Why Captain America Must Die

Why Captain America Must Die April 18, 2018

Chris Evans as Captain America, art courtesy Disney and Marvel

Captain America
Not-so-secret alias: Steve Rogers
Starred in: Captain America: The First Avenger; Captain America: The Winter Soldier; Captain America: Civil War
Appeared in: The Avengers; Avengers: Age of Ultron; Spider-Man: Homecoming
Special abilities: Super-strong; Super-fast; Has a super Frisbee.

Chris Evans in Avengers: Age of Ultron, photo courtesy Disney and Marvel

Captain America is my favorite superhero in the Marvel Cinematic Universe. And he has to go.

It’s not because I want him to go. Cap (played by Chris Evans), has been the heart and soul of the Avengers for years. He’s followed his conscience throughout his MCU career, even when that conscience told him to drop his shield. He’s been the moral core at the heart of the team—a guy who despite not having the strength of Hulk or the power of Thor or the titanium wherewithal of Iron Man, took its helm through acclimation and led it through its most perilous hours. Yeah, I think if he tried a bit harder in Avengers: Age of Ultron, he could’ve hoisted Thor’s hammer.

Through all his adventures, he’s kept true to the promise he made scientist Abraham Erskine when he was just a scrawny soldier named Steve Rogers: “That you will stay who you are. Not a perfect soldier, but a good man.”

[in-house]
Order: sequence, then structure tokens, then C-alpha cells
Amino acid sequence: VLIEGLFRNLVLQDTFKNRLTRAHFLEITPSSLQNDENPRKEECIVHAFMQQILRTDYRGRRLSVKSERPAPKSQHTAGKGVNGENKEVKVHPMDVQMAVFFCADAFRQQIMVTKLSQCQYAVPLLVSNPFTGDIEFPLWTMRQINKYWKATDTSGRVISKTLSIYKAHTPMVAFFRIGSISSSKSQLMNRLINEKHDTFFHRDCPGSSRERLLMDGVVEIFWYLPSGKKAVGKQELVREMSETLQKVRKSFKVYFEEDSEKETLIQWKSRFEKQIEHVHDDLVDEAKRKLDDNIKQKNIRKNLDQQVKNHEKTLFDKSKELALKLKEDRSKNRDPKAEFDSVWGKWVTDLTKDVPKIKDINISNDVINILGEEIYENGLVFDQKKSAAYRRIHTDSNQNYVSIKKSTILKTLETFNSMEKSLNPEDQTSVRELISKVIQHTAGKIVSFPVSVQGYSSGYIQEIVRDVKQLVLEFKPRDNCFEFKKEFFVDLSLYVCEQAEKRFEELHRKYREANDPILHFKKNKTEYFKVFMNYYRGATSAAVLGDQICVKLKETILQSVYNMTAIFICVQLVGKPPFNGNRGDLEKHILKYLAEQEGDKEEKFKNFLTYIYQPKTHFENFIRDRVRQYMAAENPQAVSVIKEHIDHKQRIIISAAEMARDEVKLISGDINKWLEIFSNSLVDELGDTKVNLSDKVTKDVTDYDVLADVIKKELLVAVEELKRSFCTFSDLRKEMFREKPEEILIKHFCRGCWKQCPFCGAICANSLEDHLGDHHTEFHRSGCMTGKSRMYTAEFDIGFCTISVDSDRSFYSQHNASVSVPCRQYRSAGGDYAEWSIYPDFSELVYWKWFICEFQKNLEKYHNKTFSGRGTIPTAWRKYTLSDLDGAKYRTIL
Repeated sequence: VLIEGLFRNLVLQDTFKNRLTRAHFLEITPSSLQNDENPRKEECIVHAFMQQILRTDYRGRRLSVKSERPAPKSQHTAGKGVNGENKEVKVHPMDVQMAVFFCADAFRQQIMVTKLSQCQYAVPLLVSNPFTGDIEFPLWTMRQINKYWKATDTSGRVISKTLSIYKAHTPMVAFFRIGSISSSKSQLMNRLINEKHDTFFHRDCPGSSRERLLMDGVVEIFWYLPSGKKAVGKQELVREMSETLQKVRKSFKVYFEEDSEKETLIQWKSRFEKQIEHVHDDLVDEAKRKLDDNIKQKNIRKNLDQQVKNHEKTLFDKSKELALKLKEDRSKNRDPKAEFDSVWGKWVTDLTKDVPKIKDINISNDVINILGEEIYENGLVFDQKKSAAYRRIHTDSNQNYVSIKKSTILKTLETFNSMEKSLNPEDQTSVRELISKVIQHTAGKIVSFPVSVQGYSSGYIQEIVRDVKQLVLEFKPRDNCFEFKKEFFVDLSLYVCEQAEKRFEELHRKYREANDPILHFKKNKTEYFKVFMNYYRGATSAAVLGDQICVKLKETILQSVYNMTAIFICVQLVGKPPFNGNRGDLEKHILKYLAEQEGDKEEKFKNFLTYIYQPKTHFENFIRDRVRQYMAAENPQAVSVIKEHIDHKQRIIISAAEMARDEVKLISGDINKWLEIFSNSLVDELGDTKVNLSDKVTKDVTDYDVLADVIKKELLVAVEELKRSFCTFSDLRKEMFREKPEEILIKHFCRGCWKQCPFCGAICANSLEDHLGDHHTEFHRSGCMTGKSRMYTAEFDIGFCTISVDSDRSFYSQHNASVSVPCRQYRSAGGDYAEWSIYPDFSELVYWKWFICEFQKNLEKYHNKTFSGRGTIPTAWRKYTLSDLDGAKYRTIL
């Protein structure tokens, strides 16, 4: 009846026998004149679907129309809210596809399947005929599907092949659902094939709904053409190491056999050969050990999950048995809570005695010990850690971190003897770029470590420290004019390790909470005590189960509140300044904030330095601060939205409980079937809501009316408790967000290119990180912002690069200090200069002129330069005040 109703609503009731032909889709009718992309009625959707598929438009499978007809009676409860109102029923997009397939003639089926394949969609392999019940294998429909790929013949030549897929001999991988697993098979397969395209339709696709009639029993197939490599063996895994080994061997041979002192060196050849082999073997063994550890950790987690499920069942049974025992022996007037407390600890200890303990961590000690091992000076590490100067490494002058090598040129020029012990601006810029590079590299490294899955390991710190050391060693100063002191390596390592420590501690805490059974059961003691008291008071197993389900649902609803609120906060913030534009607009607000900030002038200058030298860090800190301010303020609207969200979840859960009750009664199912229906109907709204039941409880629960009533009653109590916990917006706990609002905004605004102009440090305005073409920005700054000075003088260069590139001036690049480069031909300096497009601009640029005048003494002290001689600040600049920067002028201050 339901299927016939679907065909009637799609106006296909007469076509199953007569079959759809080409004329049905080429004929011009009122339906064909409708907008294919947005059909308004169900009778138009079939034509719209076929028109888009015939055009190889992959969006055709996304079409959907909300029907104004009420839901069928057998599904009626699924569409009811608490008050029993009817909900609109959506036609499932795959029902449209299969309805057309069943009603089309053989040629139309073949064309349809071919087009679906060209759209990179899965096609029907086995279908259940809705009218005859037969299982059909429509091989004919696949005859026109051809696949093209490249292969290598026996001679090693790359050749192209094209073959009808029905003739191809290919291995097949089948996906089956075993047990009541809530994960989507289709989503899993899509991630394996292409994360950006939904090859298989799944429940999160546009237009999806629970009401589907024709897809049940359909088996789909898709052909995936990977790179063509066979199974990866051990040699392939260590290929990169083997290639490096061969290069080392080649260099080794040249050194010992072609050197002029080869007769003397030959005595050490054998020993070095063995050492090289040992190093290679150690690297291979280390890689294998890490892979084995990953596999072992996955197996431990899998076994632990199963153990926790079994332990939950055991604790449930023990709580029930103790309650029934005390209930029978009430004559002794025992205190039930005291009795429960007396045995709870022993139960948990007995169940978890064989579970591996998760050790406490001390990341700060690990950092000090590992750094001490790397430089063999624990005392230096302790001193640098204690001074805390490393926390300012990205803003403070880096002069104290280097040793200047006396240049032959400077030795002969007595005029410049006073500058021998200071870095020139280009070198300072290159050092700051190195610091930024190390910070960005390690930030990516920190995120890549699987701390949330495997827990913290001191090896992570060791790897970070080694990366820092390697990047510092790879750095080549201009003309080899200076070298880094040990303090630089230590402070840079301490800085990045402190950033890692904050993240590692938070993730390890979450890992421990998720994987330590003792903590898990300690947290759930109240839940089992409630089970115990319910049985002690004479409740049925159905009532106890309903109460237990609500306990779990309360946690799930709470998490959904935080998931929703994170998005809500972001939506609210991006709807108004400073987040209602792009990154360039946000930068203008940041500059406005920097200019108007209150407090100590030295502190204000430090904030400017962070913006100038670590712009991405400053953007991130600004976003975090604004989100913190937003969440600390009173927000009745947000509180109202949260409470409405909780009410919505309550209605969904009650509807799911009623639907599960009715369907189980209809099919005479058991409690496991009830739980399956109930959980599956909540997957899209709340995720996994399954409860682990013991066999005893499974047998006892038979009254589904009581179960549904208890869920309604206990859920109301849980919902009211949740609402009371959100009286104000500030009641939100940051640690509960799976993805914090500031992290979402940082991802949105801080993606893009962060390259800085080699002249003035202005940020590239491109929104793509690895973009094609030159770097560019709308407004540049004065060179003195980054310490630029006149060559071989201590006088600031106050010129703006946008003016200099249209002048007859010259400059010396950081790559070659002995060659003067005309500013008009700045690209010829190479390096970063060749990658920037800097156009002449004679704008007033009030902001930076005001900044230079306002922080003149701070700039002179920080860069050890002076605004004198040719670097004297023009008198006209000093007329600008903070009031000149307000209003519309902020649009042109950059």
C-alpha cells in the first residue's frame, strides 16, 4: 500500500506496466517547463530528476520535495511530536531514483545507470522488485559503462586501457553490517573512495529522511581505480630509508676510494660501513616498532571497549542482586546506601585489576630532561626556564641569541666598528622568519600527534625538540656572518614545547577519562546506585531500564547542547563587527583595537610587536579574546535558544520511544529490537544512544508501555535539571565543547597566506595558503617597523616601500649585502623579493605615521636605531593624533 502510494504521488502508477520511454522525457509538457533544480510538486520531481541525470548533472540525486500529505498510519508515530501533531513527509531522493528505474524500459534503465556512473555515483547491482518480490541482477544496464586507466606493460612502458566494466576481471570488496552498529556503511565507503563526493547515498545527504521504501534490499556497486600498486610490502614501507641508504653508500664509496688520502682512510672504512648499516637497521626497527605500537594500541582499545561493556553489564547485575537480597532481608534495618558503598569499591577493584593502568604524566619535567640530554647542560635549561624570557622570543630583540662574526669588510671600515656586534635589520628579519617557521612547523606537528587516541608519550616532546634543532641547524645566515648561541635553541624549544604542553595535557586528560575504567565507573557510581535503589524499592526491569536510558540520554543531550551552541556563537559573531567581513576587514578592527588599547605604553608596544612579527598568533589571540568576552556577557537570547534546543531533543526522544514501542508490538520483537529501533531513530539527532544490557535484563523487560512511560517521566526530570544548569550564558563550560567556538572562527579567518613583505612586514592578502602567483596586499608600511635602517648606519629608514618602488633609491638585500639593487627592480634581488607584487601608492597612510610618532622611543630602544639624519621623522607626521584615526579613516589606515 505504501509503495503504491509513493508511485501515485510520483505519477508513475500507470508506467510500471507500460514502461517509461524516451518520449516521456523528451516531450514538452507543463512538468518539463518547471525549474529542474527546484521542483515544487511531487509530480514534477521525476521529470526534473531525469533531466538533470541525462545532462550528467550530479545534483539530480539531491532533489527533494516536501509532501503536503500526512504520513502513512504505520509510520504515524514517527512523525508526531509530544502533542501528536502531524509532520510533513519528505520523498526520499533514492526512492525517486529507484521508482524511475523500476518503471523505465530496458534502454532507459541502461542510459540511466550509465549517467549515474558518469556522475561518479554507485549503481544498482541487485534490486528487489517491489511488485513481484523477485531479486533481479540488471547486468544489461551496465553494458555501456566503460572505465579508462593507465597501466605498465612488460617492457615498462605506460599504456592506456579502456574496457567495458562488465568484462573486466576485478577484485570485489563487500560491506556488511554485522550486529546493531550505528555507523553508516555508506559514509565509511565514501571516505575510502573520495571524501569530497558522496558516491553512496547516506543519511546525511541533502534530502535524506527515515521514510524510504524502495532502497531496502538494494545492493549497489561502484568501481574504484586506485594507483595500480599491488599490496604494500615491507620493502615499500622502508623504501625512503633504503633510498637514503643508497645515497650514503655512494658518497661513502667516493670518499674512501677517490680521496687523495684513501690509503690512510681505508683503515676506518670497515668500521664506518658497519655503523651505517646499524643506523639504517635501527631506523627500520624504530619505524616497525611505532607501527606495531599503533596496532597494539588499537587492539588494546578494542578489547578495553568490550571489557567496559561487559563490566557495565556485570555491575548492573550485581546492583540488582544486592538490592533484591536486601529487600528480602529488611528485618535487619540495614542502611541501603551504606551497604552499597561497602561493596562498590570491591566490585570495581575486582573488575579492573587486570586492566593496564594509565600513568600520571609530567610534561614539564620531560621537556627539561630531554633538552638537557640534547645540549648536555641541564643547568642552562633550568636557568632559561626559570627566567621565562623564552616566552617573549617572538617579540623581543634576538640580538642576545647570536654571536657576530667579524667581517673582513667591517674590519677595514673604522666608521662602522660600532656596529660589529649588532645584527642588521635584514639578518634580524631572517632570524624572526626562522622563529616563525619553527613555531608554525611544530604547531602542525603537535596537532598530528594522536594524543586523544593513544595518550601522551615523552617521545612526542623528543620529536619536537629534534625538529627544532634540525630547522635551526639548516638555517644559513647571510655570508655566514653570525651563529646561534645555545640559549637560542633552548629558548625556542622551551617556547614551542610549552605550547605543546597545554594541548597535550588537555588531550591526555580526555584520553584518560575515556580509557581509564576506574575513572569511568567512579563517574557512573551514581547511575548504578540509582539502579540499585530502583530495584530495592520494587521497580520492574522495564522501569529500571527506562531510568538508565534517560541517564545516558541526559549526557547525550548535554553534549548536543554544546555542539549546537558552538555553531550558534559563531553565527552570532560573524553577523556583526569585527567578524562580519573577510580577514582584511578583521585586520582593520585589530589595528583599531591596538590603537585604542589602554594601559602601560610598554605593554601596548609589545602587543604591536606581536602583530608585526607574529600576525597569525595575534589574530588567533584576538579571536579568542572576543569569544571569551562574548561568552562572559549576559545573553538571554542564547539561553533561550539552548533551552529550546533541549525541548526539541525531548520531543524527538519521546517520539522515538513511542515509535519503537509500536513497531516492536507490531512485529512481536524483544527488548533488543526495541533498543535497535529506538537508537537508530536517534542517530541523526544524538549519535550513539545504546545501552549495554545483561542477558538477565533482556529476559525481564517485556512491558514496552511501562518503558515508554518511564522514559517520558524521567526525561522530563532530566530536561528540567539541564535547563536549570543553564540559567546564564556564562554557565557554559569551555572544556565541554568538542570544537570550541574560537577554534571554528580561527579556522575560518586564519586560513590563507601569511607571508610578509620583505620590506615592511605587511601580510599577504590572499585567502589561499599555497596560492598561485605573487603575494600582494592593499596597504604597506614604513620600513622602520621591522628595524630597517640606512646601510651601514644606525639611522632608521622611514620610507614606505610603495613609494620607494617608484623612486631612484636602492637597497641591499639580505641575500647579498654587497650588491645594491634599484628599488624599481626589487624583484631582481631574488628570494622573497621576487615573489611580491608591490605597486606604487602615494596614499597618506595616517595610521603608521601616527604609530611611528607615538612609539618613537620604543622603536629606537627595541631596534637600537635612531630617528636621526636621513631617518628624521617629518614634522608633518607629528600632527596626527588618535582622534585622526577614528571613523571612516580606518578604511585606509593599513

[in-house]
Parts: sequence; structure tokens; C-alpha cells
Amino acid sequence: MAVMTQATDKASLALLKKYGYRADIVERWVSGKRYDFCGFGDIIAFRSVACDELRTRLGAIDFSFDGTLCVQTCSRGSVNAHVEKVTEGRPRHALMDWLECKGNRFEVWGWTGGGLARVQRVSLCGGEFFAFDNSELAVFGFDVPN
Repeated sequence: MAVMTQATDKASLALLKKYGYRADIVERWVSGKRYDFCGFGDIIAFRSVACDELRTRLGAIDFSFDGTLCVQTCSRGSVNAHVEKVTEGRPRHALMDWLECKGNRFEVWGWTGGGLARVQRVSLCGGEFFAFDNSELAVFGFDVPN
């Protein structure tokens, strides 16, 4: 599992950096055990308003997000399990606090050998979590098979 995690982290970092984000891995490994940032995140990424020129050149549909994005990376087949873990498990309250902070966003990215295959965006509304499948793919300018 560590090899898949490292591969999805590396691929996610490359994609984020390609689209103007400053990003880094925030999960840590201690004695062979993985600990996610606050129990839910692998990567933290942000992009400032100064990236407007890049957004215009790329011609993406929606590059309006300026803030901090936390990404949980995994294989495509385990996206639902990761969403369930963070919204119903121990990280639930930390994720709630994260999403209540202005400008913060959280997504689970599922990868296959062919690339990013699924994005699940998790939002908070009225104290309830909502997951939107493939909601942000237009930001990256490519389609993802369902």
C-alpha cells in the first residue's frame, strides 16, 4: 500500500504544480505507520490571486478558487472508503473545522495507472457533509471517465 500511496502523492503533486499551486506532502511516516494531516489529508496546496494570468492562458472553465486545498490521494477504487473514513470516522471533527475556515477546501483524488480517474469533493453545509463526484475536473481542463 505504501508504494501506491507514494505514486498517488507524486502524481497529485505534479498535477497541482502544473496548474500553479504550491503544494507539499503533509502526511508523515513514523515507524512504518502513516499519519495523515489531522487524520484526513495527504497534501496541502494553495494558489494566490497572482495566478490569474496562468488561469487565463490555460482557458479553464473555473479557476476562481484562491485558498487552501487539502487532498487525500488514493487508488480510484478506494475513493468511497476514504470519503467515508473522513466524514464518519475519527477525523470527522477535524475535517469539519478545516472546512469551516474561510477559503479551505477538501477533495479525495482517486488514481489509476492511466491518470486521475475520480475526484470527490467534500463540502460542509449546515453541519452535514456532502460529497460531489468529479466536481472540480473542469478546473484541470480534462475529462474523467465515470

He is a good man, one whose inherent goodness was born in the Great Depression, honed in World War II and survived unscathed even in our complex, deeply flawed 21st Century. Even now, apparently sidelined as the events of Avengers: Infinity War open, it almost feels as though the Avengers are awaiting his return. Who else, after all, could better lead them?

The Avengers—the whole MCU—will be worse off when Cap really leaves it.

And that’s why I think he has to.

There’s no explicit Christ-like figure in the MCU as we might find in D.C.’s universe, with Superman. With Supes, the Messiah undertones have been a part of his character from the very beginning, right down to his name. And even though Disney and Marvel have portrayed Steve Rogers as practically a man without sin, Steve himself would chuckle and shake his head at such comparisons. He’s just a guy from Brooklyn, after all. He’s a manmade superhero, too: If he started playing in the NFL, he’d be suspended for several lifetimes for taking performance-enhancing drugs.

To paraphrase Rogers himself, there’s only one God, and he doesn’t dress like that.

But while Cap isn’t precisely a Christ figure, his whole narrative, from the first movie to the last, has been defined by sacrifice. And the biggest sacrifices he’s made have been for one of the biggest sinners around: Bucky Barnes.

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